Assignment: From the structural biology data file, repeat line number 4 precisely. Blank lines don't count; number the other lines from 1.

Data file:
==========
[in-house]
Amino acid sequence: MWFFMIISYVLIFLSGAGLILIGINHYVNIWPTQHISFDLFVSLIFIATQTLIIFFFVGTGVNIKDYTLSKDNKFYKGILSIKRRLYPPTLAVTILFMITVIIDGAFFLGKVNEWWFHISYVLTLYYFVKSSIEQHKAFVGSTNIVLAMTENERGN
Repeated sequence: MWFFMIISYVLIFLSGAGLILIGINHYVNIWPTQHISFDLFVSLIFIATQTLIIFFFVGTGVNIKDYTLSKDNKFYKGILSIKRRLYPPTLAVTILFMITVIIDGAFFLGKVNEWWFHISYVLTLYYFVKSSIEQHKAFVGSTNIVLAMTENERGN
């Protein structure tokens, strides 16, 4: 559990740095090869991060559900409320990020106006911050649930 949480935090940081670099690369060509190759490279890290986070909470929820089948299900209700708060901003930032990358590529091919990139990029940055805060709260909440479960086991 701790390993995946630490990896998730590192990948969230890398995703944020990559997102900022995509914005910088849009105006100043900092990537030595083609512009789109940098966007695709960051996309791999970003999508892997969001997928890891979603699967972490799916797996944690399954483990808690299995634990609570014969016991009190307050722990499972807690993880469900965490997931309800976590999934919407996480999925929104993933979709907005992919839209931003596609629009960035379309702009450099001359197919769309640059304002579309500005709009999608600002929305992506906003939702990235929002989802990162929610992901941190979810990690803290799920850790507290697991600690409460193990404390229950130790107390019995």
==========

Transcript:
């Protein structure tokens, strides 16, 4: 559990740095090869991060559900409320990020106006911050649930 949480935090940081670099690369060509190759490279890290986070909470929820089948299900209700708060901003930032990358590529091919990139990029940055805060709260909440479960086991 701790390993995946630490990896998730590192990948969230890398995703944020990559997102900022995509914005910088849009105006100043900092990537030595083609512009789109940098966007695709960051996309791999970003999508892997969001997928890891979603699967972490799916797996944690399954483990808690299995634990609570014969016991009190307050722990499972807690993880469900965490997931309800976590999934919407996480999925929104993933979709907005992919839209931003596609629009960035379309702009450099001359197919769309640059304002579309500005709009999608600002929305992506906003939702990235929002989802990162929610992901941190979810990690803290799920850790507290697991600690409460193990404390229950130790107390019995």